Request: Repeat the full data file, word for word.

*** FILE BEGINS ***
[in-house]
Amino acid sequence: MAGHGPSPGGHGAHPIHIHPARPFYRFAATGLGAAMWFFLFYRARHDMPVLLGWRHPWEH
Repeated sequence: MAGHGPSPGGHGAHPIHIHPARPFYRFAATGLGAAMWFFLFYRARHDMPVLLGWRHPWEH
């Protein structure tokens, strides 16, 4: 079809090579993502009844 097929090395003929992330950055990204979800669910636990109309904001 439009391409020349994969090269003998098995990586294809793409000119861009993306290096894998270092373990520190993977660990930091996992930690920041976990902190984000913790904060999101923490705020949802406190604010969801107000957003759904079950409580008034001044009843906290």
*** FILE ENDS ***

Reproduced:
[in-house]
Amino acid sequence: MAGHGPSPGGHGAHPIHIHPARPFYRFAATGLGAAMWFFLFYRARHDMPVLLGWRHPWEH
Repeated sequence: MAGHGPSPGGHGAHPIHIHPARPFYRFAATGLGAAMWFFLFYRARHDMPVLLGWRHPWEH
């Protein structure tokens, strides 16, 4: 079809090579993502009844 097929090395003929992330950055990204979800669910636990109309904001 439009391409020349994969090269003998098995990586294809793409000119861009993306290096894998270092373990520190993977660990930091996992930690920041976990902190984000913790904060999101923490705020949802406190604010969801107000957003759904079950409580008034001044009843906290």